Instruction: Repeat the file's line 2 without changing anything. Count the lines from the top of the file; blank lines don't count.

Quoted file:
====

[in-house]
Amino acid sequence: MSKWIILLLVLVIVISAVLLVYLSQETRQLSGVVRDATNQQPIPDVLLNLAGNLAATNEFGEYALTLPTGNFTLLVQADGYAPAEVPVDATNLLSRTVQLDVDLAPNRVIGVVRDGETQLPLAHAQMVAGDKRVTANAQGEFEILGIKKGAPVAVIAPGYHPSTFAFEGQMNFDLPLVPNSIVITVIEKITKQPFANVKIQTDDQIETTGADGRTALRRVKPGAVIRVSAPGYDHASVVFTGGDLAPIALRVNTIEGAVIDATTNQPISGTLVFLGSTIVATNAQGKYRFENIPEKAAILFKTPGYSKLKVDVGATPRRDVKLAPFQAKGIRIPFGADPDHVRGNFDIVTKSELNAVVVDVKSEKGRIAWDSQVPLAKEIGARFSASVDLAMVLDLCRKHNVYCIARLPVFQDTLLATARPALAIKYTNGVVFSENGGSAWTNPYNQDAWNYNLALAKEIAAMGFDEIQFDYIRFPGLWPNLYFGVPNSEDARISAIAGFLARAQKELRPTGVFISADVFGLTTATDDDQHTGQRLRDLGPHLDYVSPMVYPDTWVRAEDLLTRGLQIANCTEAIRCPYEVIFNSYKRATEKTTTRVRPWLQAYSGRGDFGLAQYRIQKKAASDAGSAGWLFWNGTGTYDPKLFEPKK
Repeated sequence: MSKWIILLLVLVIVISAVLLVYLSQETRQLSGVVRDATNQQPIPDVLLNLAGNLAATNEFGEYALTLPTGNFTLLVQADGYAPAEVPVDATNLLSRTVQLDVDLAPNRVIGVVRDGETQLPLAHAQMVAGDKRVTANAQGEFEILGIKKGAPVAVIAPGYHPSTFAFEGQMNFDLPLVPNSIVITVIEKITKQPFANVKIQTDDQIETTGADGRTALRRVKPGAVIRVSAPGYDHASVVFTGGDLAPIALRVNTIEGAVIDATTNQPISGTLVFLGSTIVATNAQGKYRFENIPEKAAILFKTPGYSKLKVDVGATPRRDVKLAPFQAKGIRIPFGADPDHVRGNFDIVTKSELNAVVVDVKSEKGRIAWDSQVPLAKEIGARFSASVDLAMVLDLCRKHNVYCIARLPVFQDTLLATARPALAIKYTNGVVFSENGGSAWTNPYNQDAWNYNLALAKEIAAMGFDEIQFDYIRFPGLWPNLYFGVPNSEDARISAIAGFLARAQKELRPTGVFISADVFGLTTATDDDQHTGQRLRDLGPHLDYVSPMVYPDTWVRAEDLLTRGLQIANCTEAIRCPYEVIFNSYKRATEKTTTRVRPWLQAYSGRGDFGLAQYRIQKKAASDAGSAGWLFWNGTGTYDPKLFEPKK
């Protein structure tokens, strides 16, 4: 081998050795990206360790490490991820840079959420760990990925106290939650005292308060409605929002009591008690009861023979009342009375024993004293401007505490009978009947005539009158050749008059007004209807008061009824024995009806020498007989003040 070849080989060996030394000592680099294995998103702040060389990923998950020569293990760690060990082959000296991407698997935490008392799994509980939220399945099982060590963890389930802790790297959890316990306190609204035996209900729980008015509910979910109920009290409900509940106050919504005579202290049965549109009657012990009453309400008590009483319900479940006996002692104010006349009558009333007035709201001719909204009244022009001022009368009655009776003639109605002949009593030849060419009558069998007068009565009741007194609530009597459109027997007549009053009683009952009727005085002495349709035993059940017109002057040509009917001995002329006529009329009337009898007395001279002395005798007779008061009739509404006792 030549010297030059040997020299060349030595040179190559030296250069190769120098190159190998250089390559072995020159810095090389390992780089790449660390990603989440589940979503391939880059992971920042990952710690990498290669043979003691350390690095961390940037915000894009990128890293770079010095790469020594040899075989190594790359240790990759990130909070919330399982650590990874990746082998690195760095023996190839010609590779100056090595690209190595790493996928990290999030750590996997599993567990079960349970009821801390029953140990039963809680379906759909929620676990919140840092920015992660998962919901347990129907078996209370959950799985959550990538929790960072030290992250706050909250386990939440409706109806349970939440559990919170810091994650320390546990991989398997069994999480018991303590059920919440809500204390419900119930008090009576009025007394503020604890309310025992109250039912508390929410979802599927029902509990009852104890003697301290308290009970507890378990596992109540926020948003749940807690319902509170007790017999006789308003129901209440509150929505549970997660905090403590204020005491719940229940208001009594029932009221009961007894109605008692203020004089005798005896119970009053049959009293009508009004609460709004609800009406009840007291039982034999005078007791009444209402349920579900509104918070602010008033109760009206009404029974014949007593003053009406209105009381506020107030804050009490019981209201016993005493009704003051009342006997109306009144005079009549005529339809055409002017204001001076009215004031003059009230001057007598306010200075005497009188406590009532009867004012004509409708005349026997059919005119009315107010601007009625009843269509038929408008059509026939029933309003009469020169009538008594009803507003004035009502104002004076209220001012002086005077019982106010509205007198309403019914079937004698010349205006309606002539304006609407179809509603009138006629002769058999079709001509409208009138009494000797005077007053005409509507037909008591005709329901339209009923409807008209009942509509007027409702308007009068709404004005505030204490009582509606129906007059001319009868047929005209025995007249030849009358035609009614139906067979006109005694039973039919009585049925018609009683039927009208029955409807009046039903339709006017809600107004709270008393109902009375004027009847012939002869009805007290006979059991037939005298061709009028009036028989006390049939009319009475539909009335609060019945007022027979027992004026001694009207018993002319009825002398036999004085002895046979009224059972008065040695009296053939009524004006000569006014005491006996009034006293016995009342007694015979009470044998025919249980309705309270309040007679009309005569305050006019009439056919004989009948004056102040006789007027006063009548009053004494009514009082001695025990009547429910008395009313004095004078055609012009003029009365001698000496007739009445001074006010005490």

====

Amino acid sequence: MSKWIILLLVLVIVISAVLLVYLSQETRQLSGVVRDATNQQPIPDVLLNLAGNLAATNEFGEYALTLPTGNFTLLVQADGYAPAEVPVDATNLLSRTVQLDVDLAPNRVIGVVRDGETQLPLAHAQMVAGDKRVTANAQGEFEILGIKKGAPVAVIAPGYHPSTFAFEGQMNFDLPLVPNSIVITVIEKITKQPFANVKIQTDDQIETTGADGRTALRRVKPGAVIRVSAPGYDHASVVFTGGDLAPIALRVNTIEGAVIDATTNQPISGTLVFLGSTIVATNAQGKYRFENIPEKAAILFKTPGYSKLKVDVGATPRRDVKLAPFQAKGIRIPFGADPDHVRGNFDIVTKSELNAVVVDVKSEKGRIAWDSQVPLAKEIGARFSASVDLAMVLDLCRKHNVYCIARLPVFQDTLLATARPALAIKYTNGVVFSENGGSAWTNPYNQDAWNYNLALAKEIAAMGFDEIQFDYIRFPGLWPNLYFGVPNSEDARISAIAGFLARAQKELRPTGVFISADVFGLTTATDDDQHTGQRLRDLGPHLDYVSPMVYPDTWVRAEDLLTRGLQIANCTEAIRCPYEVIFNSYKRATEKTTTRVRPWLQAYSGRGDFGLAQYRIQKKAASDAGSAGWLFWNGTGTYDPKLFEPKK